It is not necessary that every man should be an artist. It is necessary that every man should have his artistic faculty developed, his taste trained, his sense of beauty and insight into form and colour and that which is expressed in form and colour, made habitually active, correct and sensitive.
More often than not, when I have mentioned art to someone, they have always replied with, “Oh, I don’t understand art.” I’ve always struggled with this response, though I’ve accepted it. When the same people buy a new mobile phone, I’ve never heard them say, “Oh, I don’t understand this new interface.” They’ve experimented, asked friends, Googled for information and how-to videos, and have become comfortable, if not experts, in using it. Perhaps, this is a weak analogy, but I am sure I’ve made my point.
I may have an advantage that my best friend is an artist, and my understanding of art has been shallow at times, and cynical, when not shallow. Yet, I’ve taken time to refine my own understanding of art. I’ve been careful not to borrow an opinion and make it my own, and that is what’s taking so much time. Roland Barthes’ The Death of the Author has been an all-time favourite, partly because it is excellent, but more so because it resonates with what I have always felt about art. Our understanding of art has to be our own, we can always refine, define, or deduct by what others have to say.
And then I read this very small 27-page book about the National Value of Art, by Sri Aurobindo. The title is misleading, to an extent, I must say – only two-and-a-half pages discuss the context of the national value of art. And, that, somehow is what’s most fascinating about the book. Because before understanding the national value of art, it is important to know the value of art, the meaning of art, and the sense of art. And that, is what this book is really about. For example, this felt like a description of the purposeful nature of the art aesthetic:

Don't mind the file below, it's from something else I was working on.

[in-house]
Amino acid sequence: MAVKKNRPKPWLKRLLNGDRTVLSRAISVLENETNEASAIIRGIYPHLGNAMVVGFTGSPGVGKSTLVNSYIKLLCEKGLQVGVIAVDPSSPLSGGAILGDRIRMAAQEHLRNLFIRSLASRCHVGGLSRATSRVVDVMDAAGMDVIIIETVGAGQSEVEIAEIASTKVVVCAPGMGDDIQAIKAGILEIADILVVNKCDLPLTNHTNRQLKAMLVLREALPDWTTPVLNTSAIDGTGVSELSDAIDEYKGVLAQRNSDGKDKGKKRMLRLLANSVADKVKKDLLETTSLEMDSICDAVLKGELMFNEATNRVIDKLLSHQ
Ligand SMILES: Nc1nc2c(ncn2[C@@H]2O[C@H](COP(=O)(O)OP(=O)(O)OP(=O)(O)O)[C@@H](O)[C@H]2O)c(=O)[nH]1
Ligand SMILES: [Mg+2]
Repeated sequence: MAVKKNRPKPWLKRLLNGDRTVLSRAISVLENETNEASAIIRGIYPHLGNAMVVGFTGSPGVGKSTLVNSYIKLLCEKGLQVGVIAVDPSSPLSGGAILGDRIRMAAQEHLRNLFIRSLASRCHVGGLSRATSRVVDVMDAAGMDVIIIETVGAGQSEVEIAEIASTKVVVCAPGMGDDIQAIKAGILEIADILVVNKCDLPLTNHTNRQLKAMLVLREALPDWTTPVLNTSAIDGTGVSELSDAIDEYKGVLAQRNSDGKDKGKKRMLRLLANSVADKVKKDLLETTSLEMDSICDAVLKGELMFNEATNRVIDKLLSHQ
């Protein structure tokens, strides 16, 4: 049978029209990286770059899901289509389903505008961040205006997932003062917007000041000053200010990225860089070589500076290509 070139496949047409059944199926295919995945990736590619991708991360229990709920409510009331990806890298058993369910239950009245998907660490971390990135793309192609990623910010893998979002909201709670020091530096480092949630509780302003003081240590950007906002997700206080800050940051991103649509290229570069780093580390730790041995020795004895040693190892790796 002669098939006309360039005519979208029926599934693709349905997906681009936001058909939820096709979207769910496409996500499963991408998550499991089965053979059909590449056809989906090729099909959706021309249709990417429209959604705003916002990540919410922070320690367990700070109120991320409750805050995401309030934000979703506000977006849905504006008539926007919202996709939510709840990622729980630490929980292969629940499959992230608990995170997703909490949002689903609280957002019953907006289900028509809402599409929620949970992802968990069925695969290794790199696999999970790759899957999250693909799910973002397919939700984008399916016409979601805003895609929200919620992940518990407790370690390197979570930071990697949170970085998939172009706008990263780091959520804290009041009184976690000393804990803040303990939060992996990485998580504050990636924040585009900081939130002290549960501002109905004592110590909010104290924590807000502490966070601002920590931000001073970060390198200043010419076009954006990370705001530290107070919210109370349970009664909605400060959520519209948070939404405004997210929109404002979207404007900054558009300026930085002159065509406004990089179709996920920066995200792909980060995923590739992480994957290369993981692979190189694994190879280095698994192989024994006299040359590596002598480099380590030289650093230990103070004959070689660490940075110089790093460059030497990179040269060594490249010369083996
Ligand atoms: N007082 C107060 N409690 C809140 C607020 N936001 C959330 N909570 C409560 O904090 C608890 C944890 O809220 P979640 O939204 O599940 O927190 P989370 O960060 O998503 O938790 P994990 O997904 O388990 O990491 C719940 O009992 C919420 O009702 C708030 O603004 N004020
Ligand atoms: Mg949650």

But the aesthetic faculties entering into the enjoyment of the world and the satisfaction of the vital instincts, the love of the beautiful in men and women, in food, in things, in articles of use and articles of pleasure, have done more than anything else to raise man from the beast, to refine and purge his passions, to ennoble his emotions and to lead him up through the heart and the imagination to the state of the intellectual man.
This is the first time I’ve read any of Sri Aurobindo’s works, and while I’ll admit it has been difficult reading, I am excited and looking forward to reading much more of what he has said. The difficulty of course, is not about the written word or the construction itself, it is the sad habit of over-simplifying things that matter. We are keen to make meaning in an instant and when something that was written about ninety years ago prods you into mulling over every word, you are out of your comfort zone. That’s how a small, 27-page book can beat you. But if you choose well, it can enrich you.
Mankind is apt to bind itself by attachment to the means of its past progress forgetful of the aim. The bondage to formulas has to be outgrown, and in this again it is the sense of a higher beauty and fitness which will be most powerful to correct the lower. The art of life must be understood in more magnificent terms and must subordinate its more formal elements to the service of the master civilisers, Love and Thought.
It is one thing not to understand art. It is another not to want to understand art. It is yet another not to care. But if you do care, I strongly recommend this book.
Finally, I ask that you buy the book, so that you can support the work of the Ashram, however, The National Value of Art is also available as a part of “Early Cultural Writings” (starting at page 433) which is available a free download [PDF 3.9MB]